There aren’t many watches today that are as disruptive as the Zeitwerk was when it was first unveiled in 2009. Many liken the introduction of the Zeitwerk to that of the Lange 1 in 1994, shocking and paradigm-shifting. To this day, the Zeitwerk remains the black sheep of the Lange collection with its very contemporary, atypical design. And yet a black sheep is still a sheep. The Zeitwerk embodies the highest standards of Saxon watchmaking in spite of its un-Lange appearance.
At SIHH 2017, A. Lange & Söhne introduced yet another member to the Zeitwerk family, the Zeitwerk Decimal Strike, bringing the membership count up to four (not including all the different variants). Here we bring you the nuts and bolts of the novel Zeitwerk and some perspective on how this new chiming timepiece fits in the now-iconic Zeitwerk family.
The case, dial, hands
Upon examination, one will quickly realise that the case features a different hue to that of Lange’s standard pink gold. This is because the case is made of the manufacturer’s proprietary (and not to mention rare) honey gold alloy. The hue of honey gold (Honiggold in German) is hard to describe; it isn’t intense like yellow gold, nor is it warm like pink gold, and it definitely hasn’t got the coldness white gold. We figure that it sits somewhere between pink and white gold, like a much softer, mellower variation of pink gold. While its exact composition is a secret, it is known that the honey gold alloy is significantly harder (300 HVI on the Vickers Hardness Scale) than the conventional pink (190 HVI), white (195 HVI) and yellow gold (160 HVI) alloys.
The design and finish of the case is, on the other hand, a more familiar sight. Lange makes “austere” look charming like only they know how. While the rounded bezel of the watch is polished to a dress watch-worthy sheen, the alternating brushed-polished finish on the case flanks injects casual flair to the timepiece. As with other Lange watches, the screwed-in lugs are substantial, polished and decorated with a thin bevel that tapers off at the end. At the 4 o’clock position, a button on the side of the case allows the user to deactivate the chiming mechanism in situations where silence is preferred (like in a meeting, or a funeral… same difference). Actuating the button arrests the mechanism and deflects the hammers away from the gong – this also happens when the crown at 2 o’clock is pulled. Like in the preceding models of the Zeitwerk family, the crown is large and deeply grooved for enhanced grip. This is necessary as the watch winds hard, a real pleasure for aficionados. Overall, the case measures a sizeable 44.2 mm in diameter and 13.1 mm in thickness – the same as its older brother, the Zeitwerk Striking Time. As such, the Decimal Strike wears with tremendous presence on the wrist.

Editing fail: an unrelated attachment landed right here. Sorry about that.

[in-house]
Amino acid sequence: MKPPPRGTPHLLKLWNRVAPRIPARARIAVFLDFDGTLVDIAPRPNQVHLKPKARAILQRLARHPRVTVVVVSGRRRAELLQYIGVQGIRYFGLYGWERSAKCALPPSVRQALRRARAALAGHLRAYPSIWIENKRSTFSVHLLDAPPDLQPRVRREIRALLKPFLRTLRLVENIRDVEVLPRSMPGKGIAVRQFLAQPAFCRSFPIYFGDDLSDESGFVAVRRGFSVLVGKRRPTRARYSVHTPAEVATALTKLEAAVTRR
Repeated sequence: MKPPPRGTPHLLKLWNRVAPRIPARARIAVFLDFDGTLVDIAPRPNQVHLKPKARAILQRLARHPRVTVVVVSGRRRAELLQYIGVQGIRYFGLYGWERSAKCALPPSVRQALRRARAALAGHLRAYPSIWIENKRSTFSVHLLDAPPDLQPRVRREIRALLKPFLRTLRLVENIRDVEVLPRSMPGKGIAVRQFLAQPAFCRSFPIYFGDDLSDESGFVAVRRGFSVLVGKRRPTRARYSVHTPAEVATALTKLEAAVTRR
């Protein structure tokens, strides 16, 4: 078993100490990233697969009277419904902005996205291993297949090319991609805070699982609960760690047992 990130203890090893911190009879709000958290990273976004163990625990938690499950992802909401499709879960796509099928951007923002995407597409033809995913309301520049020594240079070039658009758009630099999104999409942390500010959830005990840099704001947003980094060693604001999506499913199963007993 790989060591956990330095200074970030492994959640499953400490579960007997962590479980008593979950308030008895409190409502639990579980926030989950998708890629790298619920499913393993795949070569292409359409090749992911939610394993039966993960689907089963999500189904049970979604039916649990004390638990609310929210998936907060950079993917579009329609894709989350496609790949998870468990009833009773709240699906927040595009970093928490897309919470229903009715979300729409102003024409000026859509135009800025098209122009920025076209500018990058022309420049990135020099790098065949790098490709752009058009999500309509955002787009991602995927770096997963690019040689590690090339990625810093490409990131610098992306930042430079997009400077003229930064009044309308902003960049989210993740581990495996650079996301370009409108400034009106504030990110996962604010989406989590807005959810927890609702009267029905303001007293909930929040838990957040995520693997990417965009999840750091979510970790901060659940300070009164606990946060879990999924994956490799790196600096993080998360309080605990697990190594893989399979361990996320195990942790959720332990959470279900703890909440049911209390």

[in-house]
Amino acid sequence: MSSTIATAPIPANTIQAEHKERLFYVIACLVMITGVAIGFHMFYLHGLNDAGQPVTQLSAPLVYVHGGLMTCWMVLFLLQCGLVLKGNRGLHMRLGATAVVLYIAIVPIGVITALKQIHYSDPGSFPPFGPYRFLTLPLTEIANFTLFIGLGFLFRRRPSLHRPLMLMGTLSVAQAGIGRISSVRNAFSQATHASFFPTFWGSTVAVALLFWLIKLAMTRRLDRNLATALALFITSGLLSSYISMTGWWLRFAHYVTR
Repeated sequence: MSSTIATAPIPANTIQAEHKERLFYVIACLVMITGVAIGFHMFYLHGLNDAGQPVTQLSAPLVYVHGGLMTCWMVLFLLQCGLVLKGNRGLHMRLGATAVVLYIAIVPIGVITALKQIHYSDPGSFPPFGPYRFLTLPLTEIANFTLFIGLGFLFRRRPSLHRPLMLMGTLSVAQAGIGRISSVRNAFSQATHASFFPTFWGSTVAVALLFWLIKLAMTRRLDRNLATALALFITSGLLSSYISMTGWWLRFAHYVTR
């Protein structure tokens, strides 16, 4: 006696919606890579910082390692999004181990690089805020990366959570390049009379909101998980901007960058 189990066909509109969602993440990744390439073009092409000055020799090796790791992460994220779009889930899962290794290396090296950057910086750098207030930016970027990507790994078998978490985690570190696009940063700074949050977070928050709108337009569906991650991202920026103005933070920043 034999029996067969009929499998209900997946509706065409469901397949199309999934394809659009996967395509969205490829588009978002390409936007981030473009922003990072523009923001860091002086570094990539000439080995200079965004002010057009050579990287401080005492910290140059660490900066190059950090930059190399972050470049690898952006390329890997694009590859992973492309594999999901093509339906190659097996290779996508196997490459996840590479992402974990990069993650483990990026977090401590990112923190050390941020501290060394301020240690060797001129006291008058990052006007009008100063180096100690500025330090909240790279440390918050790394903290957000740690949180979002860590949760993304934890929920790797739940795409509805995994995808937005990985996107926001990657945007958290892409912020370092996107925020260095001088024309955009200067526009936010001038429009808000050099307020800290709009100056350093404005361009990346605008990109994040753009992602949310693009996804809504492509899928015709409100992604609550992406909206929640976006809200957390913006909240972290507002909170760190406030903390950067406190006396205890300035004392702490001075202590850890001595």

The Zeitwerk Decimal Strike has a dial that is quite unlike any other outside of the Zeitwerk family. There are the power reserve indicator and seconds sub-dial at 12 and 6 o’clock, respectively, but other than that, the dial will appear alien to the uninitiated. The middle of the dial is largely occupied by the German silver time bridge – affectionately nicknamed the “T-shirt” for obvious reasons. The time bridge frames the digital time displays – the hours on the left, the tens and minutes on the right – and the seconds sub-dial. Its other role is more functional as it also serves as bridge bearing the sapphire bearing jewel for the minute arbor. On each side of the seconds sub-dial are the steel hammers of the chiming mechanism. When the mechanism is activated, these hammers will strike the gongs encircling the dial en passant. The main difference between the chiming functions of the Decimal Strike and the Striking Time is frequency – the Decimal Strike chimes every 10 minutes while the Striking Time chimes every quarter hour. Each passing tens of minutes is denoted by a single high-pitched strike while the hour is marked by a single low-pitched strike. Acoustically, the chimes of the Decimal Strike sound noticeably warmer than the Striking Time (white gold), a difference arising from the use of different case materials.
Another key distinction between the two digital chiming watches is the types of finishing applied to the time bridge, hammer bridge and hammers. In the older Striking Time, the time and hammer bridges have a grained surface while the hammers are black-polished; in the Decimal Strike, all three components are decorated with tremblage engraving, a treatment normally reserved for the brand’s Handwerkskunst watches.